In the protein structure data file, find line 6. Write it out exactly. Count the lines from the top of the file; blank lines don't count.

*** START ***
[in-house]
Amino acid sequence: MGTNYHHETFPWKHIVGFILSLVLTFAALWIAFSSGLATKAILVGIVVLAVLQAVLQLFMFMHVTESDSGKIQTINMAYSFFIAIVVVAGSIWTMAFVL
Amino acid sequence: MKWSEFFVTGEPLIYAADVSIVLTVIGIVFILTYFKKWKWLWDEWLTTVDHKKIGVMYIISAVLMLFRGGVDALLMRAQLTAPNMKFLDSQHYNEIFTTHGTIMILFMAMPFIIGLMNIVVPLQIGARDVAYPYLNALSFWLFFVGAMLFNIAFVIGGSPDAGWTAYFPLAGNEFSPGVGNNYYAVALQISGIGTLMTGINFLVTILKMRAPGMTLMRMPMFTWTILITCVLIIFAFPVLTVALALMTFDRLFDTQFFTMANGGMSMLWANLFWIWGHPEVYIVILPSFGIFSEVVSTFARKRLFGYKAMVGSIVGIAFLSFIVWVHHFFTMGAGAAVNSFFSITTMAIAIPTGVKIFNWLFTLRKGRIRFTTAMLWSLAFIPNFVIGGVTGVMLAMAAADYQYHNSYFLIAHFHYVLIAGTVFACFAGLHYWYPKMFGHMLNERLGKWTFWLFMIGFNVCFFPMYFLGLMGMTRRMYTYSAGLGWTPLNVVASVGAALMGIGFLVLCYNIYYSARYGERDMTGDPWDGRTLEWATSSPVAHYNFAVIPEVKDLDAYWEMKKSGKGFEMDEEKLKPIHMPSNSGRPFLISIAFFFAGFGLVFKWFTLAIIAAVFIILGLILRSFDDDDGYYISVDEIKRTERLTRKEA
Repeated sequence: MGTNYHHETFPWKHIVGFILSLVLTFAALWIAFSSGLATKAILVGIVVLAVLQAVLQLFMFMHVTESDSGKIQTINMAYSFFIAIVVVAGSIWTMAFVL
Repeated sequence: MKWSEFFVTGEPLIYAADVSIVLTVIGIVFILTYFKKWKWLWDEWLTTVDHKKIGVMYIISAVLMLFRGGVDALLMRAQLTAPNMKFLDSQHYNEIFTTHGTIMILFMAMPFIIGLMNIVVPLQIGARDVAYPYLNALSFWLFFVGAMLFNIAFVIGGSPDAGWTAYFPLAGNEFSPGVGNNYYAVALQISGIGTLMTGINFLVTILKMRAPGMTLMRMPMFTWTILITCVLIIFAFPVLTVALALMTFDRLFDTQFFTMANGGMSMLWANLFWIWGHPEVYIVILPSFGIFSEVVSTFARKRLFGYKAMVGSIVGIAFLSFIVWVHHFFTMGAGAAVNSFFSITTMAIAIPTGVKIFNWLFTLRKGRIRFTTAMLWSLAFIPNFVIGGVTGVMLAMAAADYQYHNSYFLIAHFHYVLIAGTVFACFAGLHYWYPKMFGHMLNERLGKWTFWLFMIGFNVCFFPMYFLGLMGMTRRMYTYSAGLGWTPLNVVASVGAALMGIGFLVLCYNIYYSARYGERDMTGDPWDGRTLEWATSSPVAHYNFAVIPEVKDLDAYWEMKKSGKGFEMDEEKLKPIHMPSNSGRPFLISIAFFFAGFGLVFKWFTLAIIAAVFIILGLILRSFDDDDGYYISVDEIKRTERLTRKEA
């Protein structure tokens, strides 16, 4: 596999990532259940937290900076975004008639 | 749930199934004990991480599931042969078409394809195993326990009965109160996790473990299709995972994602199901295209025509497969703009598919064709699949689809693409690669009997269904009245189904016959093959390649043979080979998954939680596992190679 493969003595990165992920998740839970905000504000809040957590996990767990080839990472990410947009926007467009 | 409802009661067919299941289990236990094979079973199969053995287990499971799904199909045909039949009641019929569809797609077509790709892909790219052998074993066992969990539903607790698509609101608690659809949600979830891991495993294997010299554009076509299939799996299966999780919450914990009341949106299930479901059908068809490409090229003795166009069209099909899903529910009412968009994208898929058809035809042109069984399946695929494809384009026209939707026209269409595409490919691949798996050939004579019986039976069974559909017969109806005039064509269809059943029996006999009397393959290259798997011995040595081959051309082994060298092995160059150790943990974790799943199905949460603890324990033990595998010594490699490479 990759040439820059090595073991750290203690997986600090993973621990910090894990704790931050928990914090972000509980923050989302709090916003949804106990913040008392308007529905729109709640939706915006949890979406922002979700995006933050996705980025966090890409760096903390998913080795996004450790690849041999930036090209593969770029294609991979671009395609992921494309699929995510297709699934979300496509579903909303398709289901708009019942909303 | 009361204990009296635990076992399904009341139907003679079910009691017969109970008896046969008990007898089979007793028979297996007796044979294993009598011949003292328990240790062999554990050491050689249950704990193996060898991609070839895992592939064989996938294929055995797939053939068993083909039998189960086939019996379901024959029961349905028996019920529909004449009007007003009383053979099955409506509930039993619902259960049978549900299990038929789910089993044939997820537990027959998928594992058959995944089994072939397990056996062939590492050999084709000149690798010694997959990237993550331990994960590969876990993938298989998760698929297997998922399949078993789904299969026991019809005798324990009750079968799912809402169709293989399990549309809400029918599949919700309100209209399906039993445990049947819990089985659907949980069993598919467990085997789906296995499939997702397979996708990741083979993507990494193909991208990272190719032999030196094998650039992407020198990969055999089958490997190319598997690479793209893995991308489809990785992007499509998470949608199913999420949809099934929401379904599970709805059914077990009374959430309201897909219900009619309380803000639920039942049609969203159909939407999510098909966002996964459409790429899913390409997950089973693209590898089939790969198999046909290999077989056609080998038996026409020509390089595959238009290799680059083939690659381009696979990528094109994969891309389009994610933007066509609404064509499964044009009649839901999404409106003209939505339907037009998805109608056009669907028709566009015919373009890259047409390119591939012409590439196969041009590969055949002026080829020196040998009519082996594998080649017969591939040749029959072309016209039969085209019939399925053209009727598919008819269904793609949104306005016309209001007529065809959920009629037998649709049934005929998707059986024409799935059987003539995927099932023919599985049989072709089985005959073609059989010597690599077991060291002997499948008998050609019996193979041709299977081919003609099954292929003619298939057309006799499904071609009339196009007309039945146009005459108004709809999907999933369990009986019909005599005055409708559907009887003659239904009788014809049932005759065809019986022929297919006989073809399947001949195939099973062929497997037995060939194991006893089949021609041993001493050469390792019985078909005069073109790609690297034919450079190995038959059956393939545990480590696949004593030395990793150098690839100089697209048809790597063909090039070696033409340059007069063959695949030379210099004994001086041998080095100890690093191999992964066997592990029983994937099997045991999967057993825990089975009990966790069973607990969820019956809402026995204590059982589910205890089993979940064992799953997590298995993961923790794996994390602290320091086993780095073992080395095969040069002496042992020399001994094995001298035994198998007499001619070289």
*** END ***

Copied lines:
């Protein structure tokens, strides 16, 4: 596999990532259940937290900076975004008639 | 749930199934004990991480599931042969078409394809195993326990009965109160996790473990299709995972994602199901295209025509497969703009598919064709699949689809693409690669009997269904009245189904016959093959390649043979080979998954939680596992190679 493969003595990165992920998740839970905000504000809040957590996990767990080839990472990410947009926007467009 | 409802009661067919299941289990236990094979079973199969053995287990499971799904199909045909039949009641019929569809797609077509790709892909790219052998074993066992969990539903607790698509609101608690659809949600979830891991495993294997010299554009076509299939799996299966999780919450914990009341949106299930479901059908068809490409090229003795166009069209099909899903529910009412968009994208898929058809035809042109069984399946695929494809384009026209939707026209269409595409490919691949798996050939004579019986039976069974559909017969109806005039064509269809059943029996006999009397393959290259798997011995040595081959051309082994060298092995160059150790943990974790799943199905949460603890324990033990595998010594490699490479 990759040439820059090595073991750290203690997986600090993973621990910090894990704790931050928990914090972000509980923050989302709090916003949804106990913040008392308007529905729109709640939706915006949890979406922002979700995006933050996705980025966090890409760096903390998913080795996004450790690849041999930036090209593969770029294609991979671009395609992921494309699929995510297709699934979300496509579903909303398709289901708009019942909303 | 009361204990009296635990076992399904009341139907003679079910009691017969109970008896046969008990007898089979007793028979297996007796044979294993009598011949003292328990240790062999554990050491050689249950704990193996060898991609070839895992592939064989996938294929055995797939053939068993083909039998189960086939019996379901024959029961349905028996019920529909004449009007007003009383053979099955409506509930039993619902259960049978549900299990038929789910089993044939997820537990027959998928594992058959995944089994072939397990056996062939590492050999084709000149690798010694997959990237993550331990994960590969876990993938298989998760698929297997998922399949078993789904299969026991019809005798324990009750079968799912809402169709293989399990549309809400029918599949919700309100209209399906039993445990049947819990089985659907949980069993598919467990085997789906296995499939997702397979996708990741083979993507990494193909991208990272190719032999030196094998650039992407020198990969055999089958490997190319598997690479793209893995991308489809990785992007499509998470949608199913999420949809099934929401379904599970709805059914077990009374959430309201897909219900009619309380803000639920039942049609969203159909939407999510098909966002996964459409790429899913390409997950089973693209590898089939790969198999046909290999077989056609080998038996026409020509390089595959238009290799680059083939690659381009696979990528094109994969891309389009994610933007066509609404064509499964044009009649839901999404409106003209939505339907037009998805109608056009669907028709566009015919373009890259047409390119591939012409590439196969041009590969055949002026080829020196040998009519082996594998080649017969591939040749029959072309016209039969085209019939399925053209009727598919008819269904793609949104306005016309209001007529065809959920009629037998649709049934005929998707059986024409799935059987003539995927099932023919599985049989072709089985005959073609059989010597690599077991060291002997499948008998050609019996193979041709299977081919003609099954292929003619298939057309006799499904071609009339196009007309039945146009005459108004709809999907999933369990009986019909005599005055409708559907009887003659239904009788014809049932005759065809019986022929297919006989073809399947001949195939099973062929497997037995060939194991006893089949021609041993001493050469390792019985078909005069073109790609690297034919450079190995038959059956393939545990480590696949004593030395990793150098690839100089697209048809790597063909090039070696033409340059007069063959695949030379210099004994001086041998080095100890690093191999992964066997592990029983994937099997045991999967057993825990089975009990966790069973607990969820019956809402026995204590059982589910205890089993979940064992799953997590298995993961923790794996994390602290320091086993780095073992080395095969040069002496042992020399001994094995001298035994198998007499001619070289």